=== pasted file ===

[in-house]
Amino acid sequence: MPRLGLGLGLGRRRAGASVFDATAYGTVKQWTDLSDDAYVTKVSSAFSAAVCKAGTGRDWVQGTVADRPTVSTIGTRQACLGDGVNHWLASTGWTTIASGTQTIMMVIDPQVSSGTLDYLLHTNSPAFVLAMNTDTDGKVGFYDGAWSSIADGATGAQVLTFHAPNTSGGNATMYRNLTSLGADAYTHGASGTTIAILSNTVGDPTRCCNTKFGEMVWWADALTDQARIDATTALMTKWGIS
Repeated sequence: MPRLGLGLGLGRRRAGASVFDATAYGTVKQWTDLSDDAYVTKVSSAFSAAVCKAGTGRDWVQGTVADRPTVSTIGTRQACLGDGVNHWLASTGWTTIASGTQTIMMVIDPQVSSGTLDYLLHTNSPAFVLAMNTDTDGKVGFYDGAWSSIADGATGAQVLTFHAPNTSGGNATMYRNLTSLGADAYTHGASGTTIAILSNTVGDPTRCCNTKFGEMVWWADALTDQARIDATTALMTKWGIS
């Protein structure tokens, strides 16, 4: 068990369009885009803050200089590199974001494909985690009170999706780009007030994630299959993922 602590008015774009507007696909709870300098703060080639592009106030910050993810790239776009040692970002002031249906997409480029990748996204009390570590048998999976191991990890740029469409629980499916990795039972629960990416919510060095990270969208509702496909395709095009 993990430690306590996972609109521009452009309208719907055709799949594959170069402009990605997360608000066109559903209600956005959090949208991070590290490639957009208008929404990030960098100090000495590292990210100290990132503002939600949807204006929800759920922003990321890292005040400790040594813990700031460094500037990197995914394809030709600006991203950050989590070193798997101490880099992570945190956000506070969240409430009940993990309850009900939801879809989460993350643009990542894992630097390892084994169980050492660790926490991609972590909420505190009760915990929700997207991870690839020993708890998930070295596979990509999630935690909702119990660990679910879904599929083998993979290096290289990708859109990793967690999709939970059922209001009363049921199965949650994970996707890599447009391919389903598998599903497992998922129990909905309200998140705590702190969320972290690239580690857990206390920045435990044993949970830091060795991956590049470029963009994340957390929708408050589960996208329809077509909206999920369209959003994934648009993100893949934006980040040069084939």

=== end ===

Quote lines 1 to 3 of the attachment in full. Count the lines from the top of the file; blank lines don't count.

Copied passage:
[in-house]
Amino acid sequence: MPRLGLGLGLGRRRAGASVFDATAYGTVKQWTDLSDDAYVTKVSSAFSAAVCKAGTGRDWVQGTVADRPTVSTIGTRQACLGDGVNHWLASTGWTTIASGTQTIMMVIDPQVSSGTLDYLLHTNSPAFVLAMNTDTDGKVGFYDGAWSSIADGATGAQVLTFHAPNTSGGNATMYRNLTSLGADAYTHGASGTTIAILSNTVGDPTRCCNTKFGEMVWWADALTDQARIDATTALMTKWGIS
Repeated sequence: MPRLGLGLGLGRRRAGASVFDATAYGTVKQWTDLSDDAYVTKVSSAFSAAVCKAGTGRDWVQGTVADRPTVSTIGTRQACLGDGVNHWLASTGWTTIASGTQTIMMVIDPQVSSGTLDYLLHTNSPAFVLAMNTDTDGKVGFYDGAWSSIADGATGAQVLTFHAPNTSGGNATMYRNLTSLGADAYTHGASGTTIAILSNTVGDPTRCCNTKFGEMVWWADALTDQARIDATTALMTKWGIS